Damp, mould & condensation
Complaints about damp and mouldy properties are common especially during the winter months when condensation is more likely to occur. Disputes between landlords and tenants concerning who should take action to remedy a damp and/ or condensation problem are also not unusual owing to the complex range of factors that can lead to the problem occurring. This page will provide you with helpful information about what can be done to alleviate damp and mould problems and what we can do to assist.
Types of Dampness
There are four main types of dampness that could affect your home. It is important to understand the difference between them so that you can effectively treat the problem.
1. Rising Damp
Rising damp will only affect basements and ground floor rooms. It will normally rise no more than 12 to 24 inches above ground level (300mm to 600mm) and usually leaves a ‘tide mark’ low down on the wall. You may also notice white salts on the affected areas.
Rising damp will be present all year round but is more noticeable in winter. If left untreated it may cause wall plaster to crumble and paper to lift in the affected area.
Note. Black mould will rarely be seen where there is rising damp (and then only in the early stages). This is because rising dampness carries with it ground salts which prevent the growth of black mould.
2. Penetrating Dampness
Penetrating dampness is far more noticeable following a period of rainfall and will normally appear as a well-defined ‘damp-patch’ which looks and feels damp to the touch.
Note. Black mould is rarely seen on areas of penetrating dampness. This is because the affected area is usually too wet and the dampness contains salts picked up when passing through the wall, which prevent the growth of black mould.
3. Defective Plumbing
Note. Black mould will rarely be seen on this type of dampness because the area is usually too wet and the chemicals in a waste water leak will prevent mould growth.
4. Condensation (most common)
Condensation mainly occurs during the colder months, whether it is rainy or dry outside. It is usually found in the corners of rooms, north facing walls and on or near windows. It is also found in areas of little air circulation such as behind wardrobes and beds, especially when they are pushed up against external walls.
Note. Black mould is frequently seen on this type of dampness.
Condensation and Mould Growth
Most homes will be affected by condensation at some point. However, certain activities can increase the problem. Whether you are an owner-occupier or a rent-paying tenant, condensation and mould growth is often due to habits and lifestyle and is something that can be reduced or remedied by the occupant. Cooking, washing, drying clothes indoors, even breathing - all produce water vapour that can only be seen when tiny drops of water (condensation) appear on colder surfaces such as walls, windows, ceilings or mirrors.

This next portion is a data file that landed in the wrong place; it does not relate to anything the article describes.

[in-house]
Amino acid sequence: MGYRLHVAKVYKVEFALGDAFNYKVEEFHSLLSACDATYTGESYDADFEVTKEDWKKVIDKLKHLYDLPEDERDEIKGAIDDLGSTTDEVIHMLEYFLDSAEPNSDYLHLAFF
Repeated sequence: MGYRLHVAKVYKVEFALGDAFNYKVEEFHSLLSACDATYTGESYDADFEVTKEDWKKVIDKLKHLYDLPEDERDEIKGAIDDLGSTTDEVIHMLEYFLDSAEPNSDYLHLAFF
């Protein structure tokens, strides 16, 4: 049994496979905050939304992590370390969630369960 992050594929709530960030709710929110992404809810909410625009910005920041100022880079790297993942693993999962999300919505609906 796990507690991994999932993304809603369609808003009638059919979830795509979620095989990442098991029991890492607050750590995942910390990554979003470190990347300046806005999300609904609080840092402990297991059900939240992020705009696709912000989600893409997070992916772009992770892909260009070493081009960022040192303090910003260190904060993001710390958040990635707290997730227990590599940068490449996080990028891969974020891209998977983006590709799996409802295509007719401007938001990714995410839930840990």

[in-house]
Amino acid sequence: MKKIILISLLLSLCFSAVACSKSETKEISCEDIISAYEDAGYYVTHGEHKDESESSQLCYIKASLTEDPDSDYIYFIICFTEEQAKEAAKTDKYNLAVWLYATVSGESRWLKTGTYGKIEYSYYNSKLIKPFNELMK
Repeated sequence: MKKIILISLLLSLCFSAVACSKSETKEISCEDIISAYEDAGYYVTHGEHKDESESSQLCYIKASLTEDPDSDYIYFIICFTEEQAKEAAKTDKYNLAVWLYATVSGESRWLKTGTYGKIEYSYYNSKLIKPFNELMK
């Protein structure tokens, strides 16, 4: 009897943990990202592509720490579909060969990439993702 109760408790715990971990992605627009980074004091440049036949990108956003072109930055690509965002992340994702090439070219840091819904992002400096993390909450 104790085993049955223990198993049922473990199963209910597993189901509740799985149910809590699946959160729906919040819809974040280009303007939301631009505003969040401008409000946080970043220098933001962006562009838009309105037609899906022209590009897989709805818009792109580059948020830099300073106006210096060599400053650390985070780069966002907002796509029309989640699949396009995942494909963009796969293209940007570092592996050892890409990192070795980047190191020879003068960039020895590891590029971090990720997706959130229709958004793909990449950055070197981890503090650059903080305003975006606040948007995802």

The ‘amount’ of condensation in a home depends upon three factors:
- how much water vapour is produced by the actions of its residents
- how cold or warm the property is
- how much air circulation (ventilation) there is Simply turning up the heating will not sort out the problem, this may only temporarily reduce condensation. All three factors may need to be looked at to reduce the problem. The first sign of a problem is water vapour condensing on windows and other cold surfaces, which then takes a long time to disappear, allowing surfaces to become damp. The second indication is black mould patches growing on these damp areas.
Mould spores are invisible to the human eye and are always present in the atmosphere both inside and outside dwellings. They only become noticeable when they land on a surface upon which they can grow and then multiply.
Mould is formed when the spores grow on damp and humid surfaces, causing the characteristic black patches and a characteristic “damp” smell. You may find this link useful to assist you in understanding the issues of damp and mould further.
For mould to thrive and survive it requires four elements:
- Moisture - obtained from condensation
- Food - such as wallpaper or emulsion paint
- Suitable temperature - courtesy of the householder
- Oxygen - courtesy of mother nature By dealing with the causes of condensation you will automatically deal with the problem of mould.
Problems that damp and mould can cause
As well as being unsightly, damp and mould can affect your health. This can mean that you are more likely to have respiratory problems, respiratory infections, allergies or asthma. Damp and mould can also affect the immune system. Over a period of time damp and mould are likely to cause damage to your property, so it is important that you make your landlord aware of the issue.
For further information about liability for repairs in private rented homes and how to report an issue to your landlord, please visit our repairs page.
Common household moisture producing activities
The following gives you some idea of how much extra water you could be adding to the air in your home in a day:
|2 people at home for 16 hours||3 pints|
|A bath or shower||2 pints|
|Drying clothes indoors||9 pints|
|Cooking and use of a kettle||6 pints|
|Washing dishes||2 pints|
|Bottled gas heater (8 hours use)||4 pints|
How to stop condensation
You get less condensation if you try to keep your home warm most of the time. Whenever possible open a window while cooking, running hot water or drying clothes. There are four steps you can follow to help stop condensation.
Step one - produce less moisture
Ordinary daily activities can produce a lot of moisture very quickly. So when you are cooking -
- put lids on pans
- do not leave kettles boiling
- open windows
When you are drying your clothes, wherever possible try to dry them outside. If you have to dry inside -
- try to avoid drying clothes on radiators. If you do, open windows slightly to give some ventilation
- dry them on a clothes airer in the bathroom with the door closed and either an extractor fan on or a window slightly open.
- make sure your tumble dryer is always ventilated to the outside unless it is the condensing type
Step two - ventilate to remove moisture
Keep a small window or trickle vent (fitted in the window frame) open when the room is in use. By opening windows or ventilating your home it may appear that you are losing some heat, but what you are actually doing is allowing warm moisture-laden air to escape and permitting cool dry air to enter your home. Dry cool air is actually cheaper to heat than warm moist air!